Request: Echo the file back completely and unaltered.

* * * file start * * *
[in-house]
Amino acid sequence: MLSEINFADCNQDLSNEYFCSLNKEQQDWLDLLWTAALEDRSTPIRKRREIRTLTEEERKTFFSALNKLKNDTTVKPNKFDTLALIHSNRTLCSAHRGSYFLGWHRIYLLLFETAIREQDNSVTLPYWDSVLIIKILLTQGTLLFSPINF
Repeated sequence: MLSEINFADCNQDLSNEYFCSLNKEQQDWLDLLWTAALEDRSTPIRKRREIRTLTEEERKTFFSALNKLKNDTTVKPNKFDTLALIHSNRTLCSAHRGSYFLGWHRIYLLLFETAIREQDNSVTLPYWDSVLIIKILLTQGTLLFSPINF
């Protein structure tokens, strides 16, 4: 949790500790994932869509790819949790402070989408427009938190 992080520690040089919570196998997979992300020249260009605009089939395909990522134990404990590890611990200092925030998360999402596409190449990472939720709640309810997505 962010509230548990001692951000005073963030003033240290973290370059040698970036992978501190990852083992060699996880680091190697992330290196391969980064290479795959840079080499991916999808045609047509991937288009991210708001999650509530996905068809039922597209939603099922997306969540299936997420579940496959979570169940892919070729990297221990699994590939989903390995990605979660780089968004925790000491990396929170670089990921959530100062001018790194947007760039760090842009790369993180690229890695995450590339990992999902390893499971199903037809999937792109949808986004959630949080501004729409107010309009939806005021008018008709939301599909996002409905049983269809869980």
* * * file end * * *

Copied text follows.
[in-house]
Amino acid sequence: MLSEINFADCNQDLSNEYFCSLNKEQQDWLDLLWTAALEDRSTPIRKRREIRTLTEEERKTFFSALNKLKNDTTVKPNKFDTLALIHSNRTLCSAHRGSYFLGWHRIYLLLFETAIREQDNSVTLPYWDSVLIIKILLTQGTLLFSPINF
Repeated sequence: MLSEINFADCNQDLSNEYFCSLNKEQQDWLDLLWTAALEDRSTPIRKRREIRTLTEEERKTFFSALNKLKNDTTVKPNKFDTLALIHSNRTLCSAHRGSYFLGWHRIYLLLFETAIREQDNSVTLPYWDSVLIIKILLTQGTLLFSPINF
């Protein structure tokens, strides 16, 4: 949790500790994932869509790819949790402070989408427009938190 992080520690040089919570196998997979992300020249260009605009089939395909990522134990404990590890611990200092925030998360999402596409190449990472939720709640309810997505 962010509230548990001692951000005073963030003033240290973290370059040698970036992978501190990852083992060699996880680091190697992330290196391969980064290479795959840079080499991916999808045609047509991937288009991210708001999650509530996905068809039922597209939603099922997306969540299936997420579940496959979570169940892919070729990297221990699994590939989903390995990605979660780089968004925790000491990396929170670089990921959530100062001018790194947007760039760090842009790369993180690229890695995450590339990992999902390893499971199903037809999937792109949808986004959630949080501004729409107010309009939806005021008018008709939301599909996002409905049983269809869980």